John Berger says (long before social media), “A woman is almost continually accompanied by her own image of herself. Whilst she is walking across a room or whilst she is weeping at the death of her father, she can scarcely avoid envisaging herself walking or weeping… Thus she turns herself into an object—and most particularly an object of vision: a sight.”
In other words, we are inundated with our own image of ourselves as we move through the world as both the performers and the audience, watching ourselves be watched, creating our own self-enclosed, self-surveillance state.
The endgame of this is to not just embody this type of sadness online, but in real life.
As Susan Sontag said (also pre-internet), “The camera makes everyone a tourist in other people’s reality, and eventually in one’s own.”
By curating your own emotions for consumption, you can become not just a tourist in your own reality, but also your own sadness—the equivalent of watching your own Instagram story, re-reading your own tweets, taking a selfie while you’re crying, journaling as if other people might read it. It’s a practice of self-mythologizing. It’s rationalizing and romanticizing your own suffering through performance, whether or not anybody is watching, until the suffering (and you) never existed to begin with.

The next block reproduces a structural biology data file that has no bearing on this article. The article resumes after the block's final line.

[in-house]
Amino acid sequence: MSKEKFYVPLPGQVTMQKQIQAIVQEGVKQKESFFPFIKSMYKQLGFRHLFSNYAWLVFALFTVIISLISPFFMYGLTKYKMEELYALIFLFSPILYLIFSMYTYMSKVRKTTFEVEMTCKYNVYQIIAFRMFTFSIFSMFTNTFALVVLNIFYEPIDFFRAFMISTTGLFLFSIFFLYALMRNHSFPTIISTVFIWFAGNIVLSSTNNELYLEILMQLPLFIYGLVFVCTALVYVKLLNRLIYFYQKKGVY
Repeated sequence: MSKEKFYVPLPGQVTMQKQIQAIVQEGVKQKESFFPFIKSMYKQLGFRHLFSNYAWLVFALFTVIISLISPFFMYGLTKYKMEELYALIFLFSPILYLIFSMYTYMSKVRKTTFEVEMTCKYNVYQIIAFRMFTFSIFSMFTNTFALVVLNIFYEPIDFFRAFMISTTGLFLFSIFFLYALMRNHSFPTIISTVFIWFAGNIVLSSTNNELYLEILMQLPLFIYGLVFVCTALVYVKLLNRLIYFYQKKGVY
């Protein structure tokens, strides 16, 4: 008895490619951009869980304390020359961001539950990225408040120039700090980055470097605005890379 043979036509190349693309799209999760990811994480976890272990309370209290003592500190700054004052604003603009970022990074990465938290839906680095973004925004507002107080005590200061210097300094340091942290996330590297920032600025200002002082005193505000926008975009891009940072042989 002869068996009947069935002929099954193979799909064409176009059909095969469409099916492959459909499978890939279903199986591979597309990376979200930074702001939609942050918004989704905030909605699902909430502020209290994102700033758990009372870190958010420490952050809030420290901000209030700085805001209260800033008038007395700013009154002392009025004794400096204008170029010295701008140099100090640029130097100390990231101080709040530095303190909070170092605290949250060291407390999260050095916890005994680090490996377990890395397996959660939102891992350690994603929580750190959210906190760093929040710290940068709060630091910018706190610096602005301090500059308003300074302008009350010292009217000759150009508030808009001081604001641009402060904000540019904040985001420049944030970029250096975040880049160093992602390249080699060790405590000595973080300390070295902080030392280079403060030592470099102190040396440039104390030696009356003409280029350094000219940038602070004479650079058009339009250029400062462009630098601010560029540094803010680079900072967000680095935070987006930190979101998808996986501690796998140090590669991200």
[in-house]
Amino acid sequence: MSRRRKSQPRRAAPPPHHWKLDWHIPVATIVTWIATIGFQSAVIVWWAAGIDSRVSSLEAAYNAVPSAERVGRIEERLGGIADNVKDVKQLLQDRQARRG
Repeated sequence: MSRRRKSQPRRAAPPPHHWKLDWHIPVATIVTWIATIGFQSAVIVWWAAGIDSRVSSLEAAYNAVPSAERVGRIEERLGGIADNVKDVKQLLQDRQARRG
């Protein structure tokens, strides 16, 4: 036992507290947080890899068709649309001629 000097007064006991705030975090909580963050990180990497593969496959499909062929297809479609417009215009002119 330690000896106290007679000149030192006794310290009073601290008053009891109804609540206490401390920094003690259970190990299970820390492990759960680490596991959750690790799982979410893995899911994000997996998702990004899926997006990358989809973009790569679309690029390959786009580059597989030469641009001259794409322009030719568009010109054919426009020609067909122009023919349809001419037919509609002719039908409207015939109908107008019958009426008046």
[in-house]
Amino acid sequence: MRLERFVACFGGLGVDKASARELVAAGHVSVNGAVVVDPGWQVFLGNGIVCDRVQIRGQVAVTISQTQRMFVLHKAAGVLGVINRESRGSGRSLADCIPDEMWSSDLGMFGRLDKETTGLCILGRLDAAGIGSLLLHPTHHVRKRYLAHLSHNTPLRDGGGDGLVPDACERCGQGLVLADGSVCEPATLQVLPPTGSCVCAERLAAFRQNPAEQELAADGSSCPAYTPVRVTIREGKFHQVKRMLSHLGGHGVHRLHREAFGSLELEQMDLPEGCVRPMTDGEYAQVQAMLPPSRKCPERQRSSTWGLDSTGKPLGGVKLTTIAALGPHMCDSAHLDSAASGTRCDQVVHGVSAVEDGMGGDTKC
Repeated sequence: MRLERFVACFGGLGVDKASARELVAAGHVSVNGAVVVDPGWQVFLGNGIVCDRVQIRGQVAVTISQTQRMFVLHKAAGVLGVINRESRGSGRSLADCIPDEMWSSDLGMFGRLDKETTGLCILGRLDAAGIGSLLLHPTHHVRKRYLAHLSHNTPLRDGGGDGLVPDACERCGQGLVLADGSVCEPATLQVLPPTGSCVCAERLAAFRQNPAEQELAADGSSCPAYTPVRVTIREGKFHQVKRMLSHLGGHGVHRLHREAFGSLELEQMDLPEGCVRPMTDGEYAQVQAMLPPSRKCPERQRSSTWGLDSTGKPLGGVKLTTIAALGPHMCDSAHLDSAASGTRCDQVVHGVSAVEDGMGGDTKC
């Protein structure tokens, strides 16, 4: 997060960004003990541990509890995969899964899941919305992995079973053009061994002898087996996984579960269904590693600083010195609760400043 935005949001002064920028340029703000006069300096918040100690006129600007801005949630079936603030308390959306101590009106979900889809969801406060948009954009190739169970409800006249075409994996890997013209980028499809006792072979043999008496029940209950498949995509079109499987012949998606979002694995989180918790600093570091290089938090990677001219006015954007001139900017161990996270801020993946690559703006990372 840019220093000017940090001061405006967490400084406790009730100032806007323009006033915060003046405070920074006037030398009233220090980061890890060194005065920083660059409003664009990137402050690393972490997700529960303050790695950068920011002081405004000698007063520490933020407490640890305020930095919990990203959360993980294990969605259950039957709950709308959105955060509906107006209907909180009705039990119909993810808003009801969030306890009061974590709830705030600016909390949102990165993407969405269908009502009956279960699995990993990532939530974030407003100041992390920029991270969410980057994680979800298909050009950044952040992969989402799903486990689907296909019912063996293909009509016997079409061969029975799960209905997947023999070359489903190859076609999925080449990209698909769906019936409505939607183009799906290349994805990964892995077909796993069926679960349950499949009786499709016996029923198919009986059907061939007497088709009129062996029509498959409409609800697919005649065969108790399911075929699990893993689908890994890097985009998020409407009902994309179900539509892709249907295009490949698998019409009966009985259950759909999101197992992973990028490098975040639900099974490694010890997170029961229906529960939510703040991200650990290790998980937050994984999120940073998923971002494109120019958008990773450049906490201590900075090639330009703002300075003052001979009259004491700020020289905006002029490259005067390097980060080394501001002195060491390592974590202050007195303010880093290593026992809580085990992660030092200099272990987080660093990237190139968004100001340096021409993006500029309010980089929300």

For example, the last time I cried in public was on the G train. Normally that would be embarrassing, but it was okay because I was wearing a decent outfit, and my makeup smudged in an evocative way. Next time, I’ll try to cry with an even better outfit, maybe wait till it rains, maybe smoke a cigarette, maybe sit alone in a church. If I put my 10,000 hours in of careful self-surveillance and reality curation, I think I’ll be able to rewire my brain completely to process emotions not as burdens but assets to be wielded for my benefit. A mental 24-hour livestream. Reality becomes content, and sadness becomes like money—real but imaginary, only valuable because we have decided it is so. Practice makes perfect.